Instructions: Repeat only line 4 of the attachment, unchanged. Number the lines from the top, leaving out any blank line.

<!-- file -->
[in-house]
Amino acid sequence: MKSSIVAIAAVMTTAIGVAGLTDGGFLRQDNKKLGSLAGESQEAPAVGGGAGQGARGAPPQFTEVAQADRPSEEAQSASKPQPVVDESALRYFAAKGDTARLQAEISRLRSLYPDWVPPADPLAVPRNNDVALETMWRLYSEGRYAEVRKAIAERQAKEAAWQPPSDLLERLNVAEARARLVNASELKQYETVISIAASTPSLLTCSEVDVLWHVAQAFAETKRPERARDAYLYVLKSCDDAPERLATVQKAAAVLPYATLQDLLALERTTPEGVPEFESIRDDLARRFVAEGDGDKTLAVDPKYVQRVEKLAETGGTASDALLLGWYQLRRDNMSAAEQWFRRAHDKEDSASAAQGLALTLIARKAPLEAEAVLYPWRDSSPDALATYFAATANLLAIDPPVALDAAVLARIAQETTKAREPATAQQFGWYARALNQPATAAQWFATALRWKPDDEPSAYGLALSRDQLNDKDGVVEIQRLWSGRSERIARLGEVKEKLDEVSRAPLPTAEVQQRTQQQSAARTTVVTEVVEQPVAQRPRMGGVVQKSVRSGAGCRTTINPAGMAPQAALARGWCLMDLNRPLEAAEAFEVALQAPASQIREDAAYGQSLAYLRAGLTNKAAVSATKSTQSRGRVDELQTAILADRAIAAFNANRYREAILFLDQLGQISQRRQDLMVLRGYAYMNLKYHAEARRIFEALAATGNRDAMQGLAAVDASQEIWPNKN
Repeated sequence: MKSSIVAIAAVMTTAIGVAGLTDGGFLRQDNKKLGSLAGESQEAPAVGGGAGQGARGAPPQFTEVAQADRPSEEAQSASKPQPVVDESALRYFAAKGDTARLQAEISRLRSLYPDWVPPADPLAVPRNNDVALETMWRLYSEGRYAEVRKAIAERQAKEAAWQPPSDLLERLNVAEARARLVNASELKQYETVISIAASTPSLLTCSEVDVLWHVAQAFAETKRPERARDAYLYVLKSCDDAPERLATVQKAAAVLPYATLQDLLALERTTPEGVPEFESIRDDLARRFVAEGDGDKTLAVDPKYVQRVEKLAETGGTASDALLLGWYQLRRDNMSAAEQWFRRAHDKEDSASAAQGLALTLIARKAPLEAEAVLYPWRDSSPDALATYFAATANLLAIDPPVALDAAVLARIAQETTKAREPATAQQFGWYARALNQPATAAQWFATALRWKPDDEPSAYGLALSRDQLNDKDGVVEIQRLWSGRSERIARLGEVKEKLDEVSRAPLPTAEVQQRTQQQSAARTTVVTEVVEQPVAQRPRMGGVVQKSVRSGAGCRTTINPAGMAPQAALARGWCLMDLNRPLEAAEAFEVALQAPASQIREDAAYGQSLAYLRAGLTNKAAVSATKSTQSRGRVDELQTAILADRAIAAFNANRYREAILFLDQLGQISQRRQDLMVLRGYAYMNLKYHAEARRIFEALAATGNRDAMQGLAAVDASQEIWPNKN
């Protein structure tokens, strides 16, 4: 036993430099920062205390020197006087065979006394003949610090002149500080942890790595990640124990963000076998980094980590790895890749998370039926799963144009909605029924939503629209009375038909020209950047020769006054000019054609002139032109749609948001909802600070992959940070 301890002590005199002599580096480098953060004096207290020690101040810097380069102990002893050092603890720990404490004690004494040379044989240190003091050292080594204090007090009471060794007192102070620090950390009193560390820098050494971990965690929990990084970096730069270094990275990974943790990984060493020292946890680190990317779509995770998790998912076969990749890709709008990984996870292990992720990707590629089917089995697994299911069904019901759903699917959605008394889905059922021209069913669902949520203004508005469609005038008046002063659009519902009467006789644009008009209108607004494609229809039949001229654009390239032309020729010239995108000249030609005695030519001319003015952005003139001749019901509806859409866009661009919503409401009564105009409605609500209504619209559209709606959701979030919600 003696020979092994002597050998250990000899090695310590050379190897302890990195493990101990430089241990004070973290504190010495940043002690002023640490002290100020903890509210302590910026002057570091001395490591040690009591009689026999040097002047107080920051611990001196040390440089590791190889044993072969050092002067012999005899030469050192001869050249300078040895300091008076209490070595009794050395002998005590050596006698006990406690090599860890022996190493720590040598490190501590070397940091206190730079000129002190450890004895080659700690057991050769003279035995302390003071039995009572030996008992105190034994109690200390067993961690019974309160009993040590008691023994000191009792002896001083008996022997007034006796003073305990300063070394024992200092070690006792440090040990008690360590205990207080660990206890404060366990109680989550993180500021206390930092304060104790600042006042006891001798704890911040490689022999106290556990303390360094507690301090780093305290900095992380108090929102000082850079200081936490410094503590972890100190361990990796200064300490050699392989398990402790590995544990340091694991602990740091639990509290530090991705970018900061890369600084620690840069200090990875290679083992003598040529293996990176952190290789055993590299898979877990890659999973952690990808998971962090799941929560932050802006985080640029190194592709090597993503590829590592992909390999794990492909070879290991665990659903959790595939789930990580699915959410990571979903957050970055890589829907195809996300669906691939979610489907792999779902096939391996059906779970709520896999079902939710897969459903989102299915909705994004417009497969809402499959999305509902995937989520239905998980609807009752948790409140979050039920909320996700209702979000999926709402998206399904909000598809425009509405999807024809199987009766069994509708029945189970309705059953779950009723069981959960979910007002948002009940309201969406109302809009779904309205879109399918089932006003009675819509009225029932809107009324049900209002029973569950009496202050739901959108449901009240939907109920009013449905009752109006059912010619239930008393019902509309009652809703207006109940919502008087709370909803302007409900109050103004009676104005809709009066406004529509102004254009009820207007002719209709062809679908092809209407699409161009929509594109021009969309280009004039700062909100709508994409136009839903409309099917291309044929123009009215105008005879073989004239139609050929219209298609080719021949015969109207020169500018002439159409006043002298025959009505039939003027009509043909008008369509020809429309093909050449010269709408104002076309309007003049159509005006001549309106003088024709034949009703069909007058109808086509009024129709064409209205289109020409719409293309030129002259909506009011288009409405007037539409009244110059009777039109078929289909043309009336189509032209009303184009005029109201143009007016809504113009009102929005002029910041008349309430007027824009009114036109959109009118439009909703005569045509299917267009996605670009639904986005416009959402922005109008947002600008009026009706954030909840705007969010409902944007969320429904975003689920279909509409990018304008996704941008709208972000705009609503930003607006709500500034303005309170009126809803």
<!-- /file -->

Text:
């Protein structure tokens, strides 16, 4: 036993430099920062205390020197006087065979006394003949610090002149500080942890790595990640124990963000076998980094980590790895890749998370039926799963144009909605029924939503629209009375038909020209950047020769006054000019054609002139032109749609948001909802600070992959940070 301890002590005199002599580096480098953060004096207290020690101040810097380069102990002893050092603890720990404490004690004494040379044989240190003091050292080594204090007090009471060794007192102070620090950390009193560390820098050494971990965690929990990084970096730069270094990275990974943790990984060493020292946890680190990317779509995770998790998912076969990749890709709008990984996870292990992720990707590629089917089995697994299911069904019901759903699917959605008394889905059922021209069913669902949520203004508005469609005038008046002063659009519902009467006789644009008009209108607004494609229809039949001229654009390239032309020729010239995108000249030609005695030519001319003015952005003139001749019901509806859409866009661009919503409401009564105009409605609500209504619209559209709606959701979030919600 003696020979092994002597050998250990000899090695310590050379190897302890990195493990101990430089241990004070973290504190010495940043002690002023640490002290100020903890509210302590910026002057570091001395490591040690009591009689026999040097002047107080920051611990001196040390440089590791190889044993072969050092002067012999005899030469050192001869050249300078040895300091008076209490070595009794050395002998005590050596006698006990406690090599860890022996190493720590040598490190501590070397940091206190730079000129002190450890004895080659700690057991050769003279035995302390003071039995009572030996008992105190034994109690200390067993961690019974309160009993040590008691023994000191009792002896001083008996022997007034006796003073305990300063070394024992200092070690006792440090040990008690360590205990207080660990206890404060366990109680989550993180500021206390930092304060104790600042006042006891001798704890911040490689022999106290556990303390360094507690301090780093305290900095992380108090929102000082850079200081936490410094503590972890100190361990990796200064300490050699392989398990402790590995544990340091694991602990740091639990509290530090991705970018900061890369600084620690840069200090990875290679083992003598040529293996990176952190290789055993590299898979877990890659999973952690990808998971962090799941929560932050802006985080640029190194592709090597993503590829590592992909390999794990492909070879290991665990659903959790595939789930990580699915959410990571979903957050970055890589829907195809996300669906691939979610489907792999779902096939391996059906779970709520896999079902939710897969459903989102299915909705994004417009497969809402499959999305509902995937989520239905998980609807009752948790409140979050039920909320996700209702979000999926709402998206399904909000598809425009509405999807024809199987009766069994509708029945189970309705059953779950009723069981959960979910007002948002009940309201969406109302809009779904309205879109399918089932006003009675819509009225029932809107009324049900209002029973569950009496202050739901959108449901009240939907109920009013449905009752109006059912010619239930008393019902509309009652809703207006109940919502008087709370909803302007409900109050103004009676104005809709009066406004529509102004254009009820207007002719209709062809679908092809209407699409161009929509594109021009969309280009004039700062909100709508994409136009839903409309099917291309044929123009009215105008005879073989004239139609050929219209298609080719021949015969109207020169500018002439159409006043002298025959009505039939003027009509043909008008369509020809429309093909050449010269709408104002076309309007003049159509005006001549309106003088024709034949009703069909007058109808086509009024129709064409209205289109020409719409293309030129002259909506009011288009409405007037539409009244110059009777039109078929289909043309009336189509032209009303184009005029109201143009007016809504113009009102929005002029910041008349309430007027824009009114036109959109009118439009909703005569045509299917267009996605670009639904986005416009959402922005109008947002600008009026009706954030909840705007969010409902944007969320429904975003689920279909509409990018304008996704941008709208972000705009609503930003607006709500500034303005309170009126809803």